This filter is intended to be a biological slow sand filter. This means there will always be water covering the top of the sand, and there will be a living biofilm that will form on and in the top 2 or 3 inches of sand within about 3 weeks after first starting to add water to flow through the filter. This biofilm will contain microorganisms that will stay alive by eating harmful (and non-harmful) microorganisms in the water that flows through the filter very slowly on a regular basis. The water will be only a trickle – about 1 and a half cups a minute at the very most – and probably much less as the filter “ripens”. This is the way a “slow sand water filter” works. The difference here is that we are trying to do this with a very shallow bed of sand. Will it work? Maybe. . .   .  Directly below this introduction will be updates as we observe the operation on a day to day basis.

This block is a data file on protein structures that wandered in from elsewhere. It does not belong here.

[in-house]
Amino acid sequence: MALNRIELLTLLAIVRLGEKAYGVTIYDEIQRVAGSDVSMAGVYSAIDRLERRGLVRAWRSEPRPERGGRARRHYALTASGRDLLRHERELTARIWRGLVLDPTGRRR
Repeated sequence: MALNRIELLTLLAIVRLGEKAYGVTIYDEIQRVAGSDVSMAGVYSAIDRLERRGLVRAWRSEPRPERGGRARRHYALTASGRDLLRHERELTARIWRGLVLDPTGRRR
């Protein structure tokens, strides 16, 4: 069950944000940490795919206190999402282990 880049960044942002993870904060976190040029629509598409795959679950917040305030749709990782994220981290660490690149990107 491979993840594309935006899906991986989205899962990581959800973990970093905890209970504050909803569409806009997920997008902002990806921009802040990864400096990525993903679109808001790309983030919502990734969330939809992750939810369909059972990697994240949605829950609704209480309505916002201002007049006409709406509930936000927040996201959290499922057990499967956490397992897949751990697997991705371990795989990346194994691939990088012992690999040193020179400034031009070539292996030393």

Update: September 20, 2013;

The 1/16 inch holes in the slip cap on the bottom outside of the top bucket plug up very easily. Some sort of screen on top of the bucket is necessary. We used nylon netting doubled up on top of the bucket.

 

netting2-300x225

 

Update: September 19, 2013;

 

 

 

input_output-300x216

On the left in this image is the input water, on the right is the output water. This is after 48 hours of operation. Water added every 2 hours using recirculation; filter sits quiet overnight.

 

 

 

 

 

 

Update: September 18, 2013;

So far, the water that has run through the filter is clearing up very nicely, and has a “fresh air after a spring rain” odor. It has taken 3 re-circulation runs through the filter however, to get the water to this point (a 4 gallon bucket filled with raw water that has been re-circulated 3 times through the filter: poured in, collected and poured back in 3 times). All the other filters here use re-circulation. To start with, the input water is somewhat stagnant, yellowish-brown in color,  and has a slightly ”swampy” odor (I’ll have more images shortly). The flow rate has slowed to about 1 cup (250 ml) in 70 seconds; .2m per hour; or moving through 8 inches of sand in an hour.